This study examines the impact of different tannin addition practices on the color and tannin profiles of Merlot wine. Merlot was harvested from the same block and split into three separate fermentation vessels. One vessel received no tannin or oak chip additions, a second vessel received VR Supra and Lafase HE Grand Cru at processing, and VR Color during fermentation (ARC-Laffort Protocol), and a third treatment received Lafase HE Grand Cru and mini chips bois frais oak chips at processing. All other treatments between wines were equal. Wine chemistry between treatments were the same, except that the control tended to have slightly lower TA. Both treatments increased color intensity and tannin, with the Laffort-ARC protocol having the greatest impact. The treatments slightly increased catechin and gallic acid. The treatments tended to slightly lower anthocyanins, but increased polymeric pigment. No strong trends could be seen for the descriptors used in this study. There was a slight tendency for the control to have higher Fruit Intensity and lower Astringency. The Oak Chips + Grand Cru had a slight tendency to increase Body, Bitterness, and Overall Aromatic Intensity. However, these were weak trends. In general, the ARC-Laffort Protocol Treatment was the least preferred. Several judges described these wines as having slightly oxidized characteristics, and as such these sensory results may not be very representative.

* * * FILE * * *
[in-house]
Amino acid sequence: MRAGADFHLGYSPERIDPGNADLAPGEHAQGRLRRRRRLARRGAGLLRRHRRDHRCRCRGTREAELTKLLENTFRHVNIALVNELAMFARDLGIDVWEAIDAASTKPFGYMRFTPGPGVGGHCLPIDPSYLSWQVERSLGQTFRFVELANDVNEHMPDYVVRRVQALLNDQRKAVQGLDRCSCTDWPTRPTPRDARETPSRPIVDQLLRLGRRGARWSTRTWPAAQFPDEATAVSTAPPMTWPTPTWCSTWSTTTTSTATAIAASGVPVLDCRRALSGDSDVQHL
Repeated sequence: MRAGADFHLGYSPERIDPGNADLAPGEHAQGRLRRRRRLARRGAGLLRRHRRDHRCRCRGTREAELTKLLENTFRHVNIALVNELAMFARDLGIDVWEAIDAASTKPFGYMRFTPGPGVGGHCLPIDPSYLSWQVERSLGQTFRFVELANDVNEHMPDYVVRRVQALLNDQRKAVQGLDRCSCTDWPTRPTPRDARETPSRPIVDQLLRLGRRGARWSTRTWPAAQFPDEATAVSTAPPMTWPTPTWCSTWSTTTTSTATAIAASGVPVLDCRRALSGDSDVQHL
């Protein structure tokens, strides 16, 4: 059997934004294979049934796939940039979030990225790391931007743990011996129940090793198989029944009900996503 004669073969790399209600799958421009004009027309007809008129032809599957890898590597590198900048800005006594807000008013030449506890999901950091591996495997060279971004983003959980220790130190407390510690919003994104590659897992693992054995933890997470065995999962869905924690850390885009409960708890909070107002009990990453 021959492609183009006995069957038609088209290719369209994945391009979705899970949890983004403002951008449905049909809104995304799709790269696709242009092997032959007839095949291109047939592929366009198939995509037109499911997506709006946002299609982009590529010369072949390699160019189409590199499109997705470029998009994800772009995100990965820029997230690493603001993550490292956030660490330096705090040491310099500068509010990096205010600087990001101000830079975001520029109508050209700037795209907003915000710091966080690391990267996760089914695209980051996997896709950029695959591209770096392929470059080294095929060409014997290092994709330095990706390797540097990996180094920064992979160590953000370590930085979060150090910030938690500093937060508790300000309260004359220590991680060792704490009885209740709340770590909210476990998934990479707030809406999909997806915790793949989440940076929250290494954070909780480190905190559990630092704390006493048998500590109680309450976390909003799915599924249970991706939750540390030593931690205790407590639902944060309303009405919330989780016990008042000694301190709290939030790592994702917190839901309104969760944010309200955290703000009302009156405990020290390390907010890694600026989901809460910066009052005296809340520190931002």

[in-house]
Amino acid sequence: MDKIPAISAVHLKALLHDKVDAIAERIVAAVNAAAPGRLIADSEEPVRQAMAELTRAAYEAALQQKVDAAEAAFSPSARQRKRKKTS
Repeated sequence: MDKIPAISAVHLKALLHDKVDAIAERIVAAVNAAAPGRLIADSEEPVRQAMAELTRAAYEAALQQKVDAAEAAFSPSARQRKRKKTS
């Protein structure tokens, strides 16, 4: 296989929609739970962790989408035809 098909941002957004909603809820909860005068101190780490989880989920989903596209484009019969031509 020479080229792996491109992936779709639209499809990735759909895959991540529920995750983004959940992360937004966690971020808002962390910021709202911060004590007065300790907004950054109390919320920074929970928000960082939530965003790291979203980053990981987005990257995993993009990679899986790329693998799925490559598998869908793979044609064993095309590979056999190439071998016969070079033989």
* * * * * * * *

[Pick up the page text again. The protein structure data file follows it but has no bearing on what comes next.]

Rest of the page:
This study examined the impact of 5 winemaking techniques on the phenolic composition of Merlot. The treatments were as follows: 1) Control, 2) Stomping grapes during a delestage (otherwise identical to control), 3) Lafase Grand Cru (Laffort) at crush, 4) VR Supra (Laffort) at crush, and 5) Both Lafase Grand Cru and VR Supra at crush. All other treatments were the same between wines. All wines had a delestage operation performed at 2 Brix, where stomping occurred for the stomping treatment. There were no major chemical differences between wines. Stomping had very little effect on phenolic chemistry. VR Supra and Grand Cru alone increased color, but when combined color was lowered (corresponding to lower anthocyanins). No other impacts on phenolic qualities could be observed, except tannin was increased and gallic acid decreased in the wine treated with VR Supra. The sensory impact of the VR supra treatment cannot be adequately assessed due to it being an outlier. Overall, the treatments tended to slightly increase Fruit Intensity and Body relative to the Control. The stomped wine tended to be the most preferred wines for all but the May 3 Tasting. Grand Cru + VR Supra also tended to be regarded fairly highly. The Control wine tended to be the least preferred. These results were not very strong, however, and more studies on the impacts of these treatments on the chemical and sensory qualities of wine should be performed. Additionally, more work should be done to examine the impact of these treatments on wine during aging.